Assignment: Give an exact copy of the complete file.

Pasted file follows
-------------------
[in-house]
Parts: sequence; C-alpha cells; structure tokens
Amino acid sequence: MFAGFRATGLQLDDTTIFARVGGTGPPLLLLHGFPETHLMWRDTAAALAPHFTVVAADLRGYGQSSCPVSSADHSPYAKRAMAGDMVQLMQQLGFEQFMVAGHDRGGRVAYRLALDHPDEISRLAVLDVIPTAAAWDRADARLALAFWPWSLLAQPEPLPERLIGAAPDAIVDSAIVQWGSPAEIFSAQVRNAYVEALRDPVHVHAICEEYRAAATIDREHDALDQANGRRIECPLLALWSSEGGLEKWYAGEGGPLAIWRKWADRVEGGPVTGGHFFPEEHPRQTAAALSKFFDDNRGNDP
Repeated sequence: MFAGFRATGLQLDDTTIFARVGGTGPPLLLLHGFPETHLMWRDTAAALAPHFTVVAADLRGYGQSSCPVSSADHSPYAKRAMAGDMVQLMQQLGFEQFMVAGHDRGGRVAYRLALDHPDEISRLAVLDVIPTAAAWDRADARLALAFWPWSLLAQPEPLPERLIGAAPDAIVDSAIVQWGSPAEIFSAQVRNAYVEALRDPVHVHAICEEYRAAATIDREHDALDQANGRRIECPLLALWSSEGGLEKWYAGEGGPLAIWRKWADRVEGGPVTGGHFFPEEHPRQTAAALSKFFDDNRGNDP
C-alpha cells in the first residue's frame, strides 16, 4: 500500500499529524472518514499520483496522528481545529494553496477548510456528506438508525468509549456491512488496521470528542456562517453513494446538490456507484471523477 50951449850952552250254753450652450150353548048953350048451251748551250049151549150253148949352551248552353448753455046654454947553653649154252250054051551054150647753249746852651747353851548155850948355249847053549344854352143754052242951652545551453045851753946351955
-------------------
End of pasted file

[in-house]
Parts: sequence; C-alpha cells; structure tokens
Amino acid sequence: MFAGFRATGLQLDDTTIFARVGGTGPPLLLLHGFPETHLMWRDTAAALAPHFTVVAADLRGYGQSSCPVSSADHSPYAKRAMAGDMVQLMQQLGFEQFMVAGHDRGGRVAYRLALDHPDEISRLAVLDVIPTAAAWDRADARLALAFWPWSLLAQPEPLPERLIGAAPDAIVDSAIVQWGSPAEIFSAQVRNAYVEALRDPVHVHAICEEYRAAATIDREHDALDQANGRRIECPLLALWSSEGGLEKWYAGEGGPLAIWRKWADRVEGGPVTGGHFFPEEHPRQTAAALSKFFDDNRGNDP
Repeated sequence: MFAGFRATGLQLDDTTIFARVGGTGPPLLLLHGFPETHLMWRDTAAALAPHFTVVAADLRGYGQSSCPVSSADHSPYAKRAMAGDMVQLMQQLGFEQFMVAGHDRGGRVAYRLALDHPDEISRLAVLDVIPTAAAWDRADARLALAFWPWSLLAQPEPLPERLIGAAPDAIVDSAIVQWGSPAEIFSAQVRNAYVEALRDPVHVHAICEEYRAAATIDREHDALDQANGRRIECPLLALWSSEGGLEKWYAGEGGPLAIWRKWADRVEGGPVTGGHFFPEEHPRQTAAALSKFFDDNRGNDP
C-alpha cells in the first residue's frame, strides 16, 4: 500500500499529524472518514499520483496522528481545529494553496477548510456528506438508525468509549456491512488496521470528542456562517453513494446538490456507484471523477 50951449850952552250254753450652450150353548048953350048451251748551250049151549150253148949352551248552353448753455046654454947553653649154252250054051551054150647753249746852651747353851548155850948355249847053549344854352143754052242951652545551453045851753946351955